Story and Photos by ITN European Reporter Herve’ Rebollo

Salut à toi American rider,


Let’s cross the Belgian border with me and ride to the ATOMIUM.

For years I wanted to see this famous Belgian monument. Lucky me, in this late August, my business took me for two days in the north of France, less than 100 miles from Brussels. So, I decided to take my bike to go to my meeting in Lille city, and then to cross the border to meet this legendary “atomic beast” monument.

But …what is the ATOMIUM???

The ATOMIUM is a landmark building in BRUSSELS (BELGIUM), originally constructed for the 1958 Brussels World’s Fair (EXPO 58). It is located on the Heysel Plateau, where the exhibition took place. It is now a museum.

So, in this sunny Saturday, leaving Lille city (180 miles from Paris, North of France), going East, it was time to enter in Belgium (where 99,99% of the buildings and houses are made of bricks – and its generally nice and made with a very good taste – Belgium is a beautiful country where people are really kind and cool).

Of course, I respected my personal tradition to make a stop at the local Harley Davidson dealer, the proud CAPITAL BRUSSELS dealership (located at the West of Brussel on National road 8).

It was time to make the show with my all brand new homemade Covid mask!!! Yes sir!!! A family product made by  …my mom. Love you momie, you’re so rock n’ roll!!! Thank to you, I have so much success with my killer mask. I’m a real man now with it. Xxxxxxxxx

The place is famous and proudly claims being located in the capital of Europe.

And then, lets meet the ATOMIUM!!

The Atomium was built as the main pavilion and icon of the 1958 World Expo of Brussels. In the 1950s, faith in scientific progress was great, and a structure depicting atoms was chosen to embody this. The Atomium depicts nine iron atoms in the shape of the body-centred cubic unit cell of an iron crystal, magnified 165 billion times.

The construction of the Atomium was a technical feat. Of the nine spheres, six are accessible to the public, each with two main floors and a lower floor reserved for service. The central tube contains the fastest elevator of the time at 5 m/s (20 ft/s), installed by the Belgian branch of the Swiss firm Schlieren (subsequently taken over by Schindler). It allows 22 people to reach the summit in 23 seconds. The escalators installed in the oblique tubes are among the longest in Europe. The biggest is 35 m (100 ft) long.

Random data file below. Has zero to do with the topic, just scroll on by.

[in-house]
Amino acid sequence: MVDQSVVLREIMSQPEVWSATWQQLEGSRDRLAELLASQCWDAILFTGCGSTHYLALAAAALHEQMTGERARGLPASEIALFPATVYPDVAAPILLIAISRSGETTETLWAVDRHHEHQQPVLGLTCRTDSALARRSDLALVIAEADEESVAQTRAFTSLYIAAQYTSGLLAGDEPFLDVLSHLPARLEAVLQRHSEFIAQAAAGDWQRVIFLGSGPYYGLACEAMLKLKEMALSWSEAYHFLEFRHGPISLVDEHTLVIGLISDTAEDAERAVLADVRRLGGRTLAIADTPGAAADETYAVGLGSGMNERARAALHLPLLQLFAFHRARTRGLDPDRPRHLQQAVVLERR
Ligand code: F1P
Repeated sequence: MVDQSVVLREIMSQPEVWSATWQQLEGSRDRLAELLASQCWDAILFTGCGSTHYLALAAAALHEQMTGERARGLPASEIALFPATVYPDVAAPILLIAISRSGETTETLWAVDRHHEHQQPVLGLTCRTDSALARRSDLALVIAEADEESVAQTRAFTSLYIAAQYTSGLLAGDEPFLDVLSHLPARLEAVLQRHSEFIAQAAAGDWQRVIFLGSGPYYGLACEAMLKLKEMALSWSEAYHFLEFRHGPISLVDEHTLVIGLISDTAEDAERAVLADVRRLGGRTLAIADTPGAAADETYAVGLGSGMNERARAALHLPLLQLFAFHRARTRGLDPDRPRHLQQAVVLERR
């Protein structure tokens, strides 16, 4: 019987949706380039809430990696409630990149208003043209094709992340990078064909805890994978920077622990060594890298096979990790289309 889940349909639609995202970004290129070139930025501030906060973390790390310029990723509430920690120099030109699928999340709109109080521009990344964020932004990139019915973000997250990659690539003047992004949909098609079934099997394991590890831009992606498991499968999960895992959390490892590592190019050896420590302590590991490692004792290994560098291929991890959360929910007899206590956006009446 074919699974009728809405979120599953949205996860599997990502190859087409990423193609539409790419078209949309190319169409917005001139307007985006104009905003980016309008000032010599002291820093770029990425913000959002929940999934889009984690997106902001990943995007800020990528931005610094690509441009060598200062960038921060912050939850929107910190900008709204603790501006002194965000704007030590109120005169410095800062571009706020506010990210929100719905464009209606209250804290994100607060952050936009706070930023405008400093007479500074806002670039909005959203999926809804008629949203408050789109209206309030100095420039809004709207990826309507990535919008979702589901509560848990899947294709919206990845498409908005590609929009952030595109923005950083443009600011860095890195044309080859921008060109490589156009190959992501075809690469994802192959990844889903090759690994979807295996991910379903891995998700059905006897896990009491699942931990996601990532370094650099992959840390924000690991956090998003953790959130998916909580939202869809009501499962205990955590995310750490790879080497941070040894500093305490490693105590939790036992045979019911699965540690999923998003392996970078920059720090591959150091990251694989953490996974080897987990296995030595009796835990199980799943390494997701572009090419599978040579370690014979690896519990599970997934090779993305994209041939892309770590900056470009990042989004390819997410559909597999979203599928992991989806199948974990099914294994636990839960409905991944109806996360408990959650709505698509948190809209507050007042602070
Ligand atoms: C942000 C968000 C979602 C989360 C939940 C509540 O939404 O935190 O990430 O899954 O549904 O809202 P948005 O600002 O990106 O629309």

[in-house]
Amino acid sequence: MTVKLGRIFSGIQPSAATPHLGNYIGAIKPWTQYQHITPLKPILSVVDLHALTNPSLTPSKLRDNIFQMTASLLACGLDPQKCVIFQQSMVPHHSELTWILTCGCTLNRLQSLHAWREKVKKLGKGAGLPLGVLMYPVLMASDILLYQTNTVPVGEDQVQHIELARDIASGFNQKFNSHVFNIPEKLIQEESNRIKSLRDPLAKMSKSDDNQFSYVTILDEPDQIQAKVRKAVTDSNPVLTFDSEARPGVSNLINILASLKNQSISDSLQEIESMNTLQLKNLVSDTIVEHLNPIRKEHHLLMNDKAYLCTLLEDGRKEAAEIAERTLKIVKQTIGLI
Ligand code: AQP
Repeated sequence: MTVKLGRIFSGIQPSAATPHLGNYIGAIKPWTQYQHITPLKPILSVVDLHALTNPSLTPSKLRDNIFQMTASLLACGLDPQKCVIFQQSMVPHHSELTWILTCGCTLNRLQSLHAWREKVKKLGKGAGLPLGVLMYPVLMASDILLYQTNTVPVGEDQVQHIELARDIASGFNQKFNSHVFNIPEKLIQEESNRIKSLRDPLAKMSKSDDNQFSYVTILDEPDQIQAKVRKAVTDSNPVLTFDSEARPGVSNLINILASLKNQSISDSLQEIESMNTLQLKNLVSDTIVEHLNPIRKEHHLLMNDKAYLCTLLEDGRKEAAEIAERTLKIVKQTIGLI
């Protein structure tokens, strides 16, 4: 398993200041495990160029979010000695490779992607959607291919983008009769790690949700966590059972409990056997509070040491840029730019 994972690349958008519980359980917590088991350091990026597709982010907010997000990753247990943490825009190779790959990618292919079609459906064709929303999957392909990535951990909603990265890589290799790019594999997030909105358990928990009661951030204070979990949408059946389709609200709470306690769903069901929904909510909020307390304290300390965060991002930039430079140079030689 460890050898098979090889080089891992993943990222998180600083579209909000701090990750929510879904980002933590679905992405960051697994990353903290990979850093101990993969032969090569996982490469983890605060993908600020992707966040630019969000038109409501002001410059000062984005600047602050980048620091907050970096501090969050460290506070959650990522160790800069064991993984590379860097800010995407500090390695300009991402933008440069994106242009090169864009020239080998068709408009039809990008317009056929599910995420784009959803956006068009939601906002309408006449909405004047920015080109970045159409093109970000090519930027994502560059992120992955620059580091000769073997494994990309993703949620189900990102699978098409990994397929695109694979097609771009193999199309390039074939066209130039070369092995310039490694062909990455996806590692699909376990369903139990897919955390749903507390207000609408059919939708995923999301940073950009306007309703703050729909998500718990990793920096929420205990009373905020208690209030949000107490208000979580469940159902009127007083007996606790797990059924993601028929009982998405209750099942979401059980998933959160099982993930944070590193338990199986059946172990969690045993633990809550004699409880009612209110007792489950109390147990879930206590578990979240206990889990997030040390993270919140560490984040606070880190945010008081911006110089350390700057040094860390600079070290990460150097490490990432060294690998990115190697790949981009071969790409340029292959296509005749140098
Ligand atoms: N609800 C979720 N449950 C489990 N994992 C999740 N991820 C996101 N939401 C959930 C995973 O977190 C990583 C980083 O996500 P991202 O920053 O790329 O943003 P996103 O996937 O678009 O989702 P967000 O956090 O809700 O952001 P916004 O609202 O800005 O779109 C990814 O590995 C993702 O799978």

Three of the four top spheres lack vertical support and hence are not open to the public for safety reasons, although the sphere at the pinnacle is open to the public. The original design called for no supports; the structure was simply to rest on the spheres. Wind tunnel tests proved that the structure would have toppled in an 80 km/h (50 mph) wind (140 km/h (90 mph) winds have been recorded in Belgium). Support columns were added to achieve enough resistance against overturning. The Atomium, designed to last six months, was not destined to survive the 1958 World Expo, but its popularity and success made it a major element of the Brussels landscape. Its destruction was therefore postponed year after year, until the city’s authorities decided to keep it. However, for thirty years, little maintenance work was done.

By the turn of the millenium, the state of the building had deteriorated and a comprehensive renovation was sorely needed. Renovation of the Atomium began in March 2004; it was closed to the public in October, and remained closed until 18 February 2006. The renovation included replacing the faded aluminium sheets on the spheres with stainless steel.

On 21 December 2005, the new Atomium outdoor lighting was tested. The meridians of each sphere were covered with rectangular steel plates, in which LED lighting was integrated. The LED application illuminates the bulbs at night. The lights can also flash simultaneously or in turns at each meridian, symbolising the range of an electron around its core. In addition, the German industrial designer Ingo Maure created lighting objects and installations for the interior of the building.  On 14 February 2006, the Atomium was officially reopened, and on 18 February 2006, it opened again to the public. The renovation cost €26 million. Brussels and the Atomium Association paid one-third of the costs, the Belgian government financed two thirds. To help pay for the renovation, pieces of the old aluminium plates were sold to the public as souvenirs. One triangular piece about 2 m (7 ft) long sold for €1,000.

Though the Atomium depicts an iron unit cell, the balls were originally clad with aluminium. Following the 2004–2006 renovation, however, the aluminium was replaced with stainless steel , which is primarily iron. Likewise, while the subject of Atomium was chosen to depict the enthusiasm of the Atomic Age, iron is not and cannot be used as fuel in nuclear reactions.

This ride was real great. The weather was simply perfect and on my way back home, totally by chance, crossing the little village of Montcornet, I saw a tank monument I didn’t know yet. Lucky me!!!

The Battle of Montcornet, on 17 May 1940 took place during the Battle of France. The French 4th Armored Division (Colonel Charles de Gaulle – not yet General), attacked the German-held village of Montcornet with over 200 tanks. The French drove off the Germans but later had to retreat due to lack of support and the intervention of the Luftwaffe.

So, what could I add? 700 miles of full happiness on wheels under the sun, improving my culture and knowledge of European history … What else?!!!?

See ya soon on the road, who knows??!

Hervé, your French rider friend